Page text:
Safety and Effectiveness of a CBD Supplement in Dogs with Osteoarthritis
by Christine H of Help for Fido
Despite their lack of psychoactive effect, strict limits have been imposed on federal funding of, and subsequent research in, virtually all aspects of cannabidiol (CBD) compounds because of their classification as Schedule 1 drugs.
Most information on safety and efficacy for a wide range of health issues comes from individual anecdotal reports being shared increasingly on social media.
As people experience the benefits of these products, it follows that they may also benefit their faithful companions. CBD products are often chosen in place of medications in humans and their pets, including non-steroidal anti-inflammatory drugs (NSAIDs) in an effort to achieve symptom relief. They appear to have fewer side effects often associated with long-term use of NSAIDs.
Cornell School of Veterinary Science and Colorado State University recently examined the potential role of CBD supplements in dogs. The goal of this July 2018 study was to evaluate how a specific proprietary CBD product affects dogs in three ways:
- What happens to the CBD once it is consumed, in terms of how the dogs react, and are there are any changes in baseline blood chemistries in a small group of dogs?
- Is CBD safe to give to dogs with documented osteoarthritis?
- Does CBD administration result in any clinical benefit?
The study used a CBD oil produced by ElleVet Sciences of Portland, Maine. It was made using a proprietary hemp strain that utilized ethanol and heat extraction and then was reconstituted into an olive oil base. It contained less than 0.3% THC.
For the first phase of the study, the researchers looked at two different doses of CBD to see whether the larger dose had a different, possibly harmful, effect on a small group of healthy dogs. The doses were 2 mg/kg (approximately 1 mg/lb), followed two weeks later with 8 mg/kg (approximately 4 mg/lb). Each dose was given once. Evaluations of the dogs’ behavior and baseline blood chemistries (glucose, electrolytes, liver and kidney markers) were conducted regularly over 24 hours following administration of each dose.
The researchers found that both doses had similar effects once consumed: They peaked in the blood between 1.5 and 2 hours following administration, and half of both doses left the blood at the same time, about four hours following administration. No adverse reactions were noted, and no psychoactive effects were observed in any of the dogs.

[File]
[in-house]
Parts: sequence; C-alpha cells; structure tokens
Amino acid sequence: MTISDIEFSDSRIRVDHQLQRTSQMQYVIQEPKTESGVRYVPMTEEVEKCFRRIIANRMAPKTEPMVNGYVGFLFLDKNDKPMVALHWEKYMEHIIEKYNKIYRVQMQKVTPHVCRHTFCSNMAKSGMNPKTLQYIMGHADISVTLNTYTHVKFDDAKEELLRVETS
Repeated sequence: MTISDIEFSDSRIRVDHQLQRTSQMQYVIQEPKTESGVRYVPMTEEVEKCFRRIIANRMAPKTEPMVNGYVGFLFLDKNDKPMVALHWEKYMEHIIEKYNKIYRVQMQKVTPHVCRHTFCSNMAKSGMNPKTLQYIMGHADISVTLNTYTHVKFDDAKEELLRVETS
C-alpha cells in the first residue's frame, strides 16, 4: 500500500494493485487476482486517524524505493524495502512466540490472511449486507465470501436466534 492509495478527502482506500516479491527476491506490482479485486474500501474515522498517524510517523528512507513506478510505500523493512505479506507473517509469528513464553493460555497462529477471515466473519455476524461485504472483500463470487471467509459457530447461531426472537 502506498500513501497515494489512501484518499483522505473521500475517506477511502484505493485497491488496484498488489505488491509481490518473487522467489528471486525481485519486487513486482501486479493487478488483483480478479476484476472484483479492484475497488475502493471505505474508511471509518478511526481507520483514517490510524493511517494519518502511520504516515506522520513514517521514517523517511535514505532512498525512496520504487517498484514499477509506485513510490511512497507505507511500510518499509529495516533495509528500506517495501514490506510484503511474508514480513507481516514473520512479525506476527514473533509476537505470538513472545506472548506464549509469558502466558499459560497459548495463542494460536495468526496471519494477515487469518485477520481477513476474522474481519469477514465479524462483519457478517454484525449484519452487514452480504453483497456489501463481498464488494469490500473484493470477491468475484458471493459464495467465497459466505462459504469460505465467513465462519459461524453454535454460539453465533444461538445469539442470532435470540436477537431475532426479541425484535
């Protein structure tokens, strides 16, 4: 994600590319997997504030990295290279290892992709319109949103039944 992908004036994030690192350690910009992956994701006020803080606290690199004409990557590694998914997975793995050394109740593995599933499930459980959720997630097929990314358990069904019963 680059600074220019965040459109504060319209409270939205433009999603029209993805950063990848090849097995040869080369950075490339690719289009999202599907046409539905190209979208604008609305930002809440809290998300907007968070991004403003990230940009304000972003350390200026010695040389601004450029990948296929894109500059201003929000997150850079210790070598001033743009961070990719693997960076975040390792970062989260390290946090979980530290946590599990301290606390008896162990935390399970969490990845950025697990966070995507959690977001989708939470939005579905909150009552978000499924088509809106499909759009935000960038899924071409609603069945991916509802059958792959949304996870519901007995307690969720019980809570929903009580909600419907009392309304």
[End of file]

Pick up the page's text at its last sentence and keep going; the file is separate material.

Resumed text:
The second and third phases of the study used a different group of dogs, all of whom had been diagnosed with osteoarthritis but had no other medical diagnoses. Most of the dogs in the study were receiving NSAIDs as part of their treatment for pain.
This group of dogs received 2 mg/kg of CBD oil or a placebo every twelve hours for a period of four weeks. Following a two-week “washout period,” the CBD and placebo treatments were switched. Neither the researchers nor the dogs’ owners were aware of which one they were given during each four-week study period. A veterinarian scored each dog’s pain and activity at baseline, two and four weeks during each study period. Blood chemistries to monitor physiological response were conducted at the same time.
Using well-documented scoring methods, the researchers found that dogs showed a significant decrease in pain and an increase in activity at two and four weeks when they received the CBD oil vs. baseline, and when compared to the placebo. Blood results were not different at any time, with one exception: alkaline phosphatase (ALP), an enzyme found throughout the body, increased over time when CBD was given, in half of the dogs studied. Other abnormal lab findings were related to increased age or use of NSAIDs.
This study sought to determine whether a particular proprietary CBD oil product is safe and effective to use in dogs with pain and limited mobility from osteoarthritis. Despite the small sample size, the design of the study was rigorous, allowing the following conclusions regarding the proprietary product used:
- Doses of CBD oil as high as 8 mg/kg react similarly and with no observed side effects once ingested by dogs.
- Doses of 2 mg/kg every twelve hours do not result in adverse behavior or bloodwork.
- The use of CBD oil results in significant improvement in pain and activity levels in dogs with osteoarthritis.
Since the product used is proprietary, the results should not be assumed to be the same for other products. However, it appears from this study that CBD oil can be used safely and effectively in dogs with osteoarthritis at a dose often cited in social media posts. For some dog owners, this presents another option in place of, or in conjunction with, NSAID use. NSAIDs can have adverse effects on gastrointestinal and kidney systems, especially when used for long periods of time, as with older dogs with arthritis.
The researchers also point out that, based on their findings, CBD oil should be administered at least twice per day and with food for optimal effect. This differs from the typical suggestion that CBD oil works best on an empty stomach.
The finding that 8 mg/kg does not result in any behavioral or laboratory abnormalities may be helpful information for those dogs who need a higher dose to be effective for pain. However, this part of the study examined the effects of a single dose and not of longer-term use.
Since alkaline phosphatase levels increased over time on 2 mg/kg in this relatively brief study, it would be in a dog’s best interest to monitor lab work periodically, especially for liver enzymes including ALP, if they are to receive CBD oil for any length of time.
Overall, this is a very encouraging study and appears to support the growing anecdotal reports. Hopefully, the results will spur other studies using different cannabis strains and combinations of compounds for use in maintaining optimal health for our beloved pets.